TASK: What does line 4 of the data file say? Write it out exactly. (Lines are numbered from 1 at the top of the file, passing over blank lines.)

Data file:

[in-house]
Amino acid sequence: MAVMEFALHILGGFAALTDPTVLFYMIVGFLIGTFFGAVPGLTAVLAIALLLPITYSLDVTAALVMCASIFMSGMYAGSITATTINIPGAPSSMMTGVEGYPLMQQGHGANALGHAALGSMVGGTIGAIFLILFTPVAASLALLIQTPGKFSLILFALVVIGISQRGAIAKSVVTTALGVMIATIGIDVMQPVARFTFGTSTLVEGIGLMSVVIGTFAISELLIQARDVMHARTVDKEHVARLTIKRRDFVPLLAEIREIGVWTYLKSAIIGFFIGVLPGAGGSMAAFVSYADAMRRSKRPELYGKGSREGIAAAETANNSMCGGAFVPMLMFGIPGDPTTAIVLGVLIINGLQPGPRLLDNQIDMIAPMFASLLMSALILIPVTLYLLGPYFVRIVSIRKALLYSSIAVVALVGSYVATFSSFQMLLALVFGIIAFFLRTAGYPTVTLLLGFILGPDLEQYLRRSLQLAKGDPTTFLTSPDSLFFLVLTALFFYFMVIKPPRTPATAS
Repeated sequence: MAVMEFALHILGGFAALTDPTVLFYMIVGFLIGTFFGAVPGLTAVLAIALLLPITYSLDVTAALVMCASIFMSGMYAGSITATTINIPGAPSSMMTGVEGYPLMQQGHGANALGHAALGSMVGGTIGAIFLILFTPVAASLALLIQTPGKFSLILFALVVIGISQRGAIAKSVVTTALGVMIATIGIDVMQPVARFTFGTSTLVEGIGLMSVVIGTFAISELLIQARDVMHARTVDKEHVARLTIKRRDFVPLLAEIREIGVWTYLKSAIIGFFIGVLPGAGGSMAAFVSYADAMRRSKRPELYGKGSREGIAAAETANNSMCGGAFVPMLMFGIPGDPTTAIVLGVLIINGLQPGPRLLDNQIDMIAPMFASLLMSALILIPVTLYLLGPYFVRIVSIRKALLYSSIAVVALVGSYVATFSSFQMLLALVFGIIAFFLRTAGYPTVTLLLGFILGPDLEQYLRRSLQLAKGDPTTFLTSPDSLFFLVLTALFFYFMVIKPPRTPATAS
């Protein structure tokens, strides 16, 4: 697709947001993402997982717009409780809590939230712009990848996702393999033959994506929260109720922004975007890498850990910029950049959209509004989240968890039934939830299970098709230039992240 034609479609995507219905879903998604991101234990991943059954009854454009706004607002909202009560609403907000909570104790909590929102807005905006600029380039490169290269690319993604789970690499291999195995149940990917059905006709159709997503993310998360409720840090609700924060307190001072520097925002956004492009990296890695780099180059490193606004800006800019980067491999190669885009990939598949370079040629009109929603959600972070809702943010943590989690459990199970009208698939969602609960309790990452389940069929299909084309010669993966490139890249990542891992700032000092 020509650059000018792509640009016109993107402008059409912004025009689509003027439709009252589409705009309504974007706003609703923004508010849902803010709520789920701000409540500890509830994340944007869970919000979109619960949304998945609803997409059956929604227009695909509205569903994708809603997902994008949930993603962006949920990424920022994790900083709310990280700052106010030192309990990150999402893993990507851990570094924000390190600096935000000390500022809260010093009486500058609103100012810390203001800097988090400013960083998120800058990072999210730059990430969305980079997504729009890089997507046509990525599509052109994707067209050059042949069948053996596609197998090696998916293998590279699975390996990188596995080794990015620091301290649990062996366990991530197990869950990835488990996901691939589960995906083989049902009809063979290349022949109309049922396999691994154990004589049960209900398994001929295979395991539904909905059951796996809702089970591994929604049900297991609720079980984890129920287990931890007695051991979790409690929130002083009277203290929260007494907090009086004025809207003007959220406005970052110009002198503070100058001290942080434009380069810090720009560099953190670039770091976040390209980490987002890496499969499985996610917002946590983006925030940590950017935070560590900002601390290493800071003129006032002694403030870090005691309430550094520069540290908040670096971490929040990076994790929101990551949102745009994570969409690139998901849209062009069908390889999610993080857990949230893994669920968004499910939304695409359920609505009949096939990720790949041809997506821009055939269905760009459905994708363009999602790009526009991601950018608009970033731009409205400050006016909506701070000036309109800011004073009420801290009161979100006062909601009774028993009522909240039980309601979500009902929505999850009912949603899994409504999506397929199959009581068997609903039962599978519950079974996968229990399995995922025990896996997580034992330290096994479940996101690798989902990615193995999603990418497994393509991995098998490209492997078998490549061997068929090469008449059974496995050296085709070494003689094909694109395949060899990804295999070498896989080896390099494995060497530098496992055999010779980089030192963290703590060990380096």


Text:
């Protein structure tokens, strides 16, 4: 697709947001993402997982717009409780809590939230712009990848996702393999033959994506929260109720922004975007890498850990910029950049959209509004989240968890039934939830299970098709230039992240 034609479609995507219905879903998604991101234990991943059954009854454009706004607002909202009560609403907000909570104790909590929102807005905006600029380039490169290269690319993604789970690499291999195995149940990917059905006709159709997503993310998360409720840090609700924060307190001072520097925002956004492009990296890695780099180059490193606004800006800019980067491999190669885009990939598949370079040629009109929603959600972070809702943010943590989690459990199970009208698939969602609960309790990452389940069929299909084309010669993966490139890249990542891992700032000092 020509650059000018792509640009016109993107402008059409912004025009689509003027439709009252589409705009309504974007706003609703923004508010849902803010709520789920701000409540500890509830994340944007869970919000979109619960949304998945609803997409059956929604227009695909509205569903994708809603997902994008949930993603962006949920990424920022994790900083709310990280700052106010030192309990990150999402893993990507851990570094924000390190600096935000000390500022809260010093009486500058609103100012810390203001800097988090400013960083998120800058990072999210730059990430969305980079997504729009890089997507046509990525599509052109994707067209050059042949069948053996596609197998090696998916293998590279699975390996990188596995080794990015620091301290649990062996366990991530197990869950990835488990996901691939589960995906083989049902009809063979290349022949109309049922396999691994154990004589049960209900398994001929295979395991539904909905059951796996809702089970591994929604049900297991609720079980984890129920287990931890007695051991979790409690929130002083009277203290929260007494907090009086004025809207003007959220406005970052110009002198503070100058001290942080434009380069810090720009560099953190670039770091976040390209980490987002890496499969499985996610917002946590983006925030940590950017935070560590900002601390290493800071003129006032002694403030870090005691309430550094520069540290908040670096971490929040990076994790929101990551949102745009994570969409690139998901849209062009069908390889999610993080857990949230893994669920968004499910939304695409359920609505009949096939990720790949041809997506821009055939269905760009459905994708363009999602790009526009991601950018608009970033731009409205400050006016909506701070000036309109800011004073009420801290009161979100006062909601009774028993009522909240039980309601979500009902929505999850009912949603899994409504999506397929199959009581068997609903039962599978519950079974996968229990399995995922025990896996997580034992330290096994479940996101690798989902990615193995999603990418497994393509991995098998490209492997078998490549061997068929090469008449059974496995050296085709070494003689094909694109395949060899990804295999070498896989080896390099494995060497530098496992055999010779980089030192963290703590060990380096």